Results 1 to 50 of 50
  1. #1
    mtbr member
    Reputation:
    Join Date
    Jan 2004
    Posts
    37

    Hope M4/Mini Combo vs. Formula Oro K24

    Hi Brake Gurus-

    I've been a Hope brake user for a long time. I have the old Hope O2s on my Quasimoto and my wife's bike, and the original Minis on my singlespeed and my ti hardtail. I'm comfortable setting them up, servicing them, am familiar with their quirks, and am generally very happy with them.

    My hardtail frame is relatively recent, and I've never been successful at setting up the Minis well on it - lots of squealing and howling, despite facing the tabs and spending lots of time on it. I think I've figured out that the tolerances on it are a little closer, and the tab may locate the caliper a bit too close to the center of the hub, causing rub on the edge of the rotor when it heats up on long downhills. Regardless, I'm ready to try a different set of brakes on that bike.

    I'm currently thinking about an '07 Hope set up (180 F, 160 R - perhaps M4 F/Mini R) with the PM/IS adapters offering a little flexibility outward from the hub, and an easy setup). Since they're brand new on the market, I'm a little nervous. I have also been looking at the Formula Oro K24 - seems like everybody raves about those things - for a 180 F/160 R setup.

    I like the idea of staying with Hope, just because of easy bleeding that I know, great feel, good customer support, etc. I also like the fact that the K24s have a perfect rating on MTBR.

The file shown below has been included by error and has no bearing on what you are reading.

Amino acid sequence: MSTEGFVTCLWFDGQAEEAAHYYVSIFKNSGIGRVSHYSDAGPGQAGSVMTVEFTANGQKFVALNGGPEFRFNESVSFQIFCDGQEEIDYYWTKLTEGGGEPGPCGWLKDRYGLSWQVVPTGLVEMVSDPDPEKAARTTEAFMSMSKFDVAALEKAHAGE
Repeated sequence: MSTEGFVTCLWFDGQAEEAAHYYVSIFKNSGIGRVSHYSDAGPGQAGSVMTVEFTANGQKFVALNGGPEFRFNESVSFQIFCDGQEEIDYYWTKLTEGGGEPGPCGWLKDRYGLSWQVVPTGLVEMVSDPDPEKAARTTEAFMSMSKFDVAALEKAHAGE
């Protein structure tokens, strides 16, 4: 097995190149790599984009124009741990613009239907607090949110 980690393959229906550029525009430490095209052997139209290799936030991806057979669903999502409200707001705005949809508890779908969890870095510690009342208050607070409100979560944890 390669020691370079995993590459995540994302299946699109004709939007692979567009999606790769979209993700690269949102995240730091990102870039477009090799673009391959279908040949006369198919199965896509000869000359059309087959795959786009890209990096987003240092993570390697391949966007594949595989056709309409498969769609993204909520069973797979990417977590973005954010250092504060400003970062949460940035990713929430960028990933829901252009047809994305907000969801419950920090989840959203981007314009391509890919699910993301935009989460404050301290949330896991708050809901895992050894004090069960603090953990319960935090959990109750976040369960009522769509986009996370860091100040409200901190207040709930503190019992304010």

These would be going on a ti hardtail, 100mm travel Fox Vanilla fork, all sorts of riding - but I live in Northern CA, so I do see some longish downhills. This rig also has S&S couplers, so I travel with it some. I weigh about 185, and like descending, but am not a downhiller.

    Any opinions, thoughts, additional considerations welcomed. Has anybody ridden both and have a good comparison between the two?

    Thanks!

    Chris.

  2. #2
    mtbr member
    Reputation:
    Join Date
    Feb 2005
    Posts
    124
    i've just been having the same dilemma, but i was also looking at the Juicy 7's

    From what i could find on internet, people seemed to have less problems with the 7's than the hopes, but the best reviews seemed to be of the Oro K24's

    A UK bike mag just reviewed a load of brakes (incuding Juicy's, Hope mini's and M4's), and the top all round brake, with the best fade resistance (they stuck them on a rig like a dyno and meausred braking force and fluid boiling temp) was the Oro K24.

    I took a gamble based on all the reviews i could find and ordered a set yesterday. Just waiting for them to arrive....